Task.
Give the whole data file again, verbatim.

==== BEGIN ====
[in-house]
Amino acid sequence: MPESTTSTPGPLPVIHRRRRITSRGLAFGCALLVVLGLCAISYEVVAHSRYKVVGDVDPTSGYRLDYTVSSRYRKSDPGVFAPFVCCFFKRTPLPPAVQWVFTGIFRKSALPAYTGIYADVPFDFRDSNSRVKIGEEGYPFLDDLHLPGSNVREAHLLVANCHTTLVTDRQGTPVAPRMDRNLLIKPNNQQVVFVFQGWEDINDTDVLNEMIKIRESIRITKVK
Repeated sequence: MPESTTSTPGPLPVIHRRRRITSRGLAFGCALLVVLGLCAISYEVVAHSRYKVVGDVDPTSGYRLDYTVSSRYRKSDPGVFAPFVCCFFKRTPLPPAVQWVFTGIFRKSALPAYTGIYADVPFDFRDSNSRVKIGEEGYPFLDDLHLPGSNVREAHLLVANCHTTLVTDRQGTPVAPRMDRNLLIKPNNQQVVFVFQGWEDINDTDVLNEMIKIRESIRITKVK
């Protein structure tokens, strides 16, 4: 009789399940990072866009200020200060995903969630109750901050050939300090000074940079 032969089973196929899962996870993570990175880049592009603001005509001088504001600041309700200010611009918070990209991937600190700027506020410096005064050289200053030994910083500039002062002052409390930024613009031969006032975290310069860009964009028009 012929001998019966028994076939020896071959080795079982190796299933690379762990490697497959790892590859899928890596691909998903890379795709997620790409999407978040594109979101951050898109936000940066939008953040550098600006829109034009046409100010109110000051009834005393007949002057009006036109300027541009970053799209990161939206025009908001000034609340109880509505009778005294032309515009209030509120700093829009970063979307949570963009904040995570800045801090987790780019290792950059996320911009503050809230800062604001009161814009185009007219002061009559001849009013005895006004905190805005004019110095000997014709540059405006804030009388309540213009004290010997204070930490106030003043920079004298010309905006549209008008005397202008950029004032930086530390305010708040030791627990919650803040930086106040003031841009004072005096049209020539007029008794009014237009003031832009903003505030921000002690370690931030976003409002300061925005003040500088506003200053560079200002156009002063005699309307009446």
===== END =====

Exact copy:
[in-house]
Amino acid sequence: MPESTTSTPGPLPVIHRRRRITSRGLAFGCALLVVLGLCAISYEVVAHSRYKVVGDVDPTSGYRLDYTVSSRYRKSDPGVFAPFVCCFFKRTPLPPAVQWVFTGIFRKSALPAYTGIYADVPFDFRDSNSRVKIGEEGYPFLDDLHLPGSNVREAHLLVANCHTTLVTDRQGTPVAPRMDRNLLIKPNNQQVVFVFQGWEDINDTDVLNEMIKIRESIRITKVK
Repeated sequence: MPESTTSTPGPLPVIHRRRRITSRGLAFGCALLVVLGLCAISYEVVAHSRYKVVGDVDPTSGYRLDYTVSSRYRKSDPGVFAPFVCCFFKRTPLPPAVQWVFTGIFRKSALPAYTGIYADVPFDFRDSNSRVKIGEEGYPFLDDLHLPGSNVREAHLLVANCHTTLVTDRQGTPVAPRMDRNLLIKPNNQQVVFVFQGWEDINDTDVLNEMIKIRESIRITKVK
């Protein structure tokens, strides 16, 4: 009789399940990072866009200020200060995903969630109750901050050939300090000074940079 032969089973196929899962996870993570990175880049592009603001005509001088504001600041309700200010611009918070990209991937600190700027506020410096005064050289200053030994910083500039002062002052409390930024613009031969006032975290310069860009964009028009 012929001998019966028994076939020896071959080795079982190796299933690379762990490697497959790892590859899928890596691909998903890379795709997620790409999407978040594109979101951050898109936000940066939008953040550098600006829109034009046409100010109110000051009834005393007949002057009006036109300027541009970053799209990161939206025009908001000034609340109880509505009778005294032309515009209030509120700093829009970063979307949570963009904040995570800045801090987790780019290792950059996320911009503050809230800062604001009161814009185009007219002061009559001849009013005895006004905190805005004019110095000997014709540059405006804030009388309540213009004290010997204070930490106030003043920079004298010309905006549209008008005397202008950029004032930086530390305010708040030791627990919650803040930086106040003031841009004072005096049209020539007029008794009014237009003031832009903003505030921000002690370690931030976003409002300061925005003040500088506003200053560079200002156009002063005699309307009446």